Several links have begun to emerge relating both cancer and aging with the integrity of eukaryotic chromosome ends, called telomeres. Studies from several research laboratories have identified proteins involved in replicating and regulating telomere length and stability. The function of these telomere maintenance factors and their role in human disease are not yet fully established. One of the long term goals of scientists is to understand how telomeric complexes protect chromosome ends and mediate their replication and apply this information in pursuit of anticancer therapies.

In humans, telomerase adds repeated short sequences of DNA to the chromosomes ends/telomeres, protecting them froom damage and the loss of genetic information during cell division. This process sometimes gets faulty with age, explaining why the risk of many cancers increases with age. When telomerase is dormant, telomeres shorten each time a cell divides, leading to genetic instability and cell death. By preserving the chromosomes integrity, telomerase allows cells to continue living and dividing normally. The enzyme is active in cells that multiply frequently (eg embryonic stem cells) but switched off in normal adult cells to prevent cell proliferation. In many cancer cells, it is switched on, causing runaway cell growth.

Recently, researchers at the Wistar Institute have unravelled the structure of the active region of telomerase, an enzyme that plays a major role in development of many cancers. On August 31, an article appeared in Nature's Oncogene journal, describing the epigenetic factors that affect telomeres. This is an important piece of research because scientists have long been stumped how to find drugs that shut down telomerase because the enzymes structure and methylation function was unknown. It is active in many cancers but inactive in most normal cells, thereby making it a potential target.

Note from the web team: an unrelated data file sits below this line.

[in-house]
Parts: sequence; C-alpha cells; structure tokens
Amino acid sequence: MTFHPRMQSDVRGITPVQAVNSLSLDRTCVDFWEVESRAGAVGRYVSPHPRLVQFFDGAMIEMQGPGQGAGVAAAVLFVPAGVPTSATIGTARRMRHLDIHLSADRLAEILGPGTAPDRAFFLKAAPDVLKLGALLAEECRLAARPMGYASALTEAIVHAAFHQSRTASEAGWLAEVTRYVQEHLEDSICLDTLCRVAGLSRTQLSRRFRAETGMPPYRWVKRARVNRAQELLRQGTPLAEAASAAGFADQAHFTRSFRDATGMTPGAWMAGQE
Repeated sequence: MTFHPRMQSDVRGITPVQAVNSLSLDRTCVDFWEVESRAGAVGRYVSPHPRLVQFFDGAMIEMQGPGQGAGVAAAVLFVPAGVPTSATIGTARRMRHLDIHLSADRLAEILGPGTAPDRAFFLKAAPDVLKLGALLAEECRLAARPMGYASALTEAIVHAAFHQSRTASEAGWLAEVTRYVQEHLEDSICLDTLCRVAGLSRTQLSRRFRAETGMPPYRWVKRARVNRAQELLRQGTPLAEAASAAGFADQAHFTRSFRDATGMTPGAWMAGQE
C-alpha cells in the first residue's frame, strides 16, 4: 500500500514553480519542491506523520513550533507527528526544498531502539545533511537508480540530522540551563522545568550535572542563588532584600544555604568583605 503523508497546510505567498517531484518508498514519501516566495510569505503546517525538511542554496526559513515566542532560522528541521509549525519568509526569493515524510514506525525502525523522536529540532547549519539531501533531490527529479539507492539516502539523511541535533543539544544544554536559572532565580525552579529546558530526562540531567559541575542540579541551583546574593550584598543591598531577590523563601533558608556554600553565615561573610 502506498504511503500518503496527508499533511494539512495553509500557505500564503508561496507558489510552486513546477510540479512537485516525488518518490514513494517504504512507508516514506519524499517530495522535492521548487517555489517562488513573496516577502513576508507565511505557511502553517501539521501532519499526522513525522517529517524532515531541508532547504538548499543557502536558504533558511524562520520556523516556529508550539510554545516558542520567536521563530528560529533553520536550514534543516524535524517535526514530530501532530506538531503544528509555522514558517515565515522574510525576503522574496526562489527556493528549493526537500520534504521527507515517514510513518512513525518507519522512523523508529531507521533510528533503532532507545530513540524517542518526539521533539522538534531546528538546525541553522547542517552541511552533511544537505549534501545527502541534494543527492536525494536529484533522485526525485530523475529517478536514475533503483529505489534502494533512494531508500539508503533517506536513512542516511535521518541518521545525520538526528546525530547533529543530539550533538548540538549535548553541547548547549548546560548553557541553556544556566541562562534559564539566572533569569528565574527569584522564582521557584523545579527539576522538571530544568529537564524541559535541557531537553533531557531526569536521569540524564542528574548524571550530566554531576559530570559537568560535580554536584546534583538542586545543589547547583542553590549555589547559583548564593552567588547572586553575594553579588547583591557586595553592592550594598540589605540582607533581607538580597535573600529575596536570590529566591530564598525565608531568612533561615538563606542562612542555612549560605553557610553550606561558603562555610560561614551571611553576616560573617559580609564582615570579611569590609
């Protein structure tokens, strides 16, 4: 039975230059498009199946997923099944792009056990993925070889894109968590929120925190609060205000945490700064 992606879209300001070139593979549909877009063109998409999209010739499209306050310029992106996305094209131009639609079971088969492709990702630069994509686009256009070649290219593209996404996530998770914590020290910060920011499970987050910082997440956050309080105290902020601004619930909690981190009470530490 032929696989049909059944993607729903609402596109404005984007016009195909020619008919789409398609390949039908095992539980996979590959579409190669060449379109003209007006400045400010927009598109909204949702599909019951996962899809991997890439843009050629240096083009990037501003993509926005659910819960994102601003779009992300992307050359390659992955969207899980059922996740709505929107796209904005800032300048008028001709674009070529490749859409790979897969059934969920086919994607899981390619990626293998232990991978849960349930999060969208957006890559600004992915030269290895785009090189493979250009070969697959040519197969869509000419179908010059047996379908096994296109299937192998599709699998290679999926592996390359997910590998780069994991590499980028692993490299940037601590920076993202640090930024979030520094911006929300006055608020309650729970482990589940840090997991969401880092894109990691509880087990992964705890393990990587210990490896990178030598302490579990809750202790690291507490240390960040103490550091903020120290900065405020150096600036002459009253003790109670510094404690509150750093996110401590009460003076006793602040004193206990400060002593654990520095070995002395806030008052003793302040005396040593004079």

Image Courtesy of

The Wistar Institute study identifies the active region of telomerase, provides the first view of the molecules critical protein component and how it replicates the ends of chromosomes, a process that is crucial to tumour development and the aging process.

The findings could mean that it may be possible to potentially convert immortal cancer cells back into normal mortal ones by blocking telomerase using drugs specifically developed to target the enzyme, thereby slowing or stopping the tumour growth.


Wistar Institute, Philadelphia
BBC News
University of Illinois at Chicago

Reblog this post [with Zemanta]